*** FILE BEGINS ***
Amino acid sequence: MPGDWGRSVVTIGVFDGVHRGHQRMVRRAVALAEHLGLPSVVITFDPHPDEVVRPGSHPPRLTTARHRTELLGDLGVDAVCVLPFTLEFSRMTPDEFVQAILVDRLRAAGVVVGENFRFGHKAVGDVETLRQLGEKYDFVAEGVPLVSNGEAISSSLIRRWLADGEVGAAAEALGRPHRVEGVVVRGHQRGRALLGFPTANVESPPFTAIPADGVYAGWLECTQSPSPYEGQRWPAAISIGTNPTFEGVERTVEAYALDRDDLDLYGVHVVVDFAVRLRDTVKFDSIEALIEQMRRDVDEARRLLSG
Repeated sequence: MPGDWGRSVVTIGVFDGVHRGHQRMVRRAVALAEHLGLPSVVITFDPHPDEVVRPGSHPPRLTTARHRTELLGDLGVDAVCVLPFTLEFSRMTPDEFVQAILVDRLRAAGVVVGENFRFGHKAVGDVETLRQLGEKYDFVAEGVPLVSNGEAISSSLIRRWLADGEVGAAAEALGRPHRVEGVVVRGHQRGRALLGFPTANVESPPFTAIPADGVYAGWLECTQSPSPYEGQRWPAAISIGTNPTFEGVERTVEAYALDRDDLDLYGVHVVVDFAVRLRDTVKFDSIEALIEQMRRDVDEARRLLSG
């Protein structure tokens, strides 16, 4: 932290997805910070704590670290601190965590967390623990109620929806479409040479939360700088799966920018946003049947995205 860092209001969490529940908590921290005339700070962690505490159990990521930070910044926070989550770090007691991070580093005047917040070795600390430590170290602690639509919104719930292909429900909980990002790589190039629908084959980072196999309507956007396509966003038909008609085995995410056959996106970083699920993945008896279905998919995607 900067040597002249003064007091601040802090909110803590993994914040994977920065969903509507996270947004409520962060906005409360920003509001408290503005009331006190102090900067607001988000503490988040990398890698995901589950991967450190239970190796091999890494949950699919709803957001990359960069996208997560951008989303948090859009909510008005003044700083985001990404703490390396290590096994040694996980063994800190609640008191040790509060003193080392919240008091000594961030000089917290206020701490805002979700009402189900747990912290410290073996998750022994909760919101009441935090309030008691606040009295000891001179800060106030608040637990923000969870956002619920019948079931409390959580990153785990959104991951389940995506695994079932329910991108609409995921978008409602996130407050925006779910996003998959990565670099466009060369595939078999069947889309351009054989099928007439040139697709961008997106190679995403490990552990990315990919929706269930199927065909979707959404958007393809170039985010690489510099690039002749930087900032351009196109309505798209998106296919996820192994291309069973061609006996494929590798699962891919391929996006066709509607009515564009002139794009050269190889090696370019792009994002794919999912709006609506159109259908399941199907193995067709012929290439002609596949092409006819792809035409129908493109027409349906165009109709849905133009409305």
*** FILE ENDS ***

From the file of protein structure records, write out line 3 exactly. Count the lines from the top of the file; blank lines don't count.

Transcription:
């Protein structure tokens, strides 16, 4: 932290997805910070704590670290601190965590967390623990109620929806479409040479939360700088799966920018946003049947995205 860092209001969490529940908590921290005339700070962690505490159990990521930070910044926070989550770090007691991070580093005047917040070795600390430590170290602690639509919104719930292909429900909980990002790589190039629908084959980072196999309507956007396509966003038909008609085995995410056959996106970083699920993945008896279905998919995607 900067040597002249003064007091601040802090909110803590993994914040994977920065969903509507996270947004409520962060906005409360920003509001408290503005009331006190102090900067607001988000503490988040990398890698995901589950991967450190239970190796091999890494949950699919709803957001990359960069996208997560951008989303948090859009909510008005003044700083985001990404703490390396290590096994040694996980063994800190609640008191040790509060003193080392919240008091000594961030000089917290206020701490805002979700009402189900747990912290410290073996998750022994909760919101009441935090309030008691606040009295000891001179800060106030608040637990923000969870956002619920019948079931409390959580990153785990959104991951389940995506695994079932329910991108609409995921978008409602996130407050925006779910996003998959990565670099466009060369595939078999069947889309351009054989099928007439040139697709961008997106190679995403490990552990990315990919929706269930199927065909979707959404958007393809170039985010690489510099690039002749930087900032351009196109309505798209998106296919996820192994291309069973061609006996494929590798699962891919391929996006066709509607009515564009002139794009050269190889090696370019792009994002794919999912709006609506159109259908399941199907193995067709012929290439002609596949092409006819792809035409129908493109027409349906165009109709849905133009409305």